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Demonstrative adjectives

What are demonstrative adjectives? In English, they are this/these, that/those. Demonstrative adjectives are used to point out people and things that are nouns. The demonstrative adjective must be in accordance with the noun, whether it is in plural or singular.

This/that = singular 

  • I like this cat.
  • This guy really knows what he’s talking about.
  • She really wants to get to know that man.
  • I haven’t seen that lady before in my life.

These/those = plural 

  • I’ve never seen those people before.
  • Can you please show me those books after you’ve read them?
  • I like this pencil but these pencils are much prettier.
  • These clients of ours are constantly ringing up.

Demonstrative adjectives vs. demonstrative pronouns

Demonstrative adjectives: point out or signal things and people, they act as adjectives

  • I like that dog of yours.  (‘dog’ is the noun being pointed out)
  • Mary loves those friends of hers. (‘friends’ are the people being pointed out) 

Demonstrative pronouns: take the exact same form as demonstrative adjectives (this/these, that/those), only that they do not modify or point out the noun

They stand alone as pronouns, therefore they can’t function as adjectives, but as pronouns. 

  • This is so stupid.  (‘this’ refers to whatever activity is stupid)
  • These are the worst I have met.  (Here, ‘these’ could refer to the people he met)
  • I like these. (‘these’ refers to whatever he/she likes)

In all the above examples the demonstrative pronouns replace the nouns, therefore they cannot be demonstrative adjectives.

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Lesson #19: Demonstrative adjectives

Demonstrative adjectives

Demonstrative adjectives are: this, these, that and those. We use demonstrative adjectives to signal or point out to people or thing(s). We must be careful whether we use singular or plural nouns because this and that modify singular nouns (people or things), while these and those modify plural nouns. That and those usually imply that something or someone is further away from the speaker than this and these.  

Context

  • Hey Thomas, how’s that1 Spanish course coming along2?
  • It’s going great. This is the first time I’ve tried learning a language using online tutorials.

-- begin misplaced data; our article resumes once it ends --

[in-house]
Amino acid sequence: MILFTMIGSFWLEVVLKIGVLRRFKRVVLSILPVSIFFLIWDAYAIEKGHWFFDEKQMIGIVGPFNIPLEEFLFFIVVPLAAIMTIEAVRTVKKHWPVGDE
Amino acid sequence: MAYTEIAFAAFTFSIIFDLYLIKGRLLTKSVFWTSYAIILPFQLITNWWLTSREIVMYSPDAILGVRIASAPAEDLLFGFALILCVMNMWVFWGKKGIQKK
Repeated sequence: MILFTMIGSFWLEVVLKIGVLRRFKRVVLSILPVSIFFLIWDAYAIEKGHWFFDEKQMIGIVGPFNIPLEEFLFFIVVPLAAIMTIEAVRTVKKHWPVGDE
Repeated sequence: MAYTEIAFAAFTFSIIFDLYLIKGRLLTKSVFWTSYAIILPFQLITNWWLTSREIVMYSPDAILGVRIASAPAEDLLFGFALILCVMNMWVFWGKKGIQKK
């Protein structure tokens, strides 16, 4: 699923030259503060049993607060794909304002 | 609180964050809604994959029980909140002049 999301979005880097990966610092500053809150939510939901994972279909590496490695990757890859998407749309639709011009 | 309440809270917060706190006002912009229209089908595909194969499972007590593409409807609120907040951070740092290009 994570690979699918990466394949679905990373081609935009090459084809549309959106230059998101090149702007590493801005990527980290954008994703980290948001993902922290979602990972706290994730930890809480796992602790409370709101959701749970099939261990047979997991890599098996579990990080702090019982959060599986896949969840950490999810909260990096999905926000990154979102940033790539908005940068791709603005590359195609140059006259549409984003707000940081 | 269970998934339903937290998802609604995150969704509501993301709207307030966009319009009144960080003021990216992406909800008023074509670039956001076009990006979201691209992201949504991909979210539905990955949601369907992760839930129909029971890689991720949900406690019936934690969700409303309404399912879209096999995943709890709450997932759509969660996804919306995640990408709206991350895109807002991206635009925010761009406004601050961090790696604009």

• So, what do you think of these3 tutorials then? Effective? Worth your time4?
  • Well, remember that5 Spanish professor we had in university? Her name was Elena.
  • Yes, I faintly remember her.
  • Well, it was her who recommended to me to start taking a Spanish course online, so I can keep up6 my level.
  • How is the course structured?
  • Well, can you see these7 animations and text on the screen?
  • It’s just that, text with narration and some animations to go with it.
  • Oh, I like those ones (animations). They look super cool!
  • Yeah, it’s pretty cool and you learn heaps8 as well.
  • I’m going to buy this course for myself9.

Analysis

  1. How’s that Spanish course: that is used because the person is talking about the Spanish course as being something distant.
  2. Coming along: a phrasal verb that means how the progress of something or someone is going.
  3. These tutorials then: ­these is used because tutorials is plural here and the tutorials are now closer in context. That’s why it’s not those tutorials.
  4. Worth your time? This is short for Are the tutorials worth your time? This is a form of ellipsis where we can omit certain words in English that are already assumed in order to make the sentence shorter.
  5. Remember that Spanish teacher: that is used because the Spanish teacher is seen as someone distant from the past. We can’t use this in this context.
  6. Keep up: a phrasal verb meaning maintain (usually a level or skillset).
  7. These animations: the animations are right on the screen, so we can use the demonstrative adjective these to show something that is plural and close to the speakers. 
  8. Heaps: means a lot.
  9. Myself: a reflexive pronoun. Reflexive pronouns are: myself, yourself, himself, herself, itself, ourselves, yourselves, themselves.

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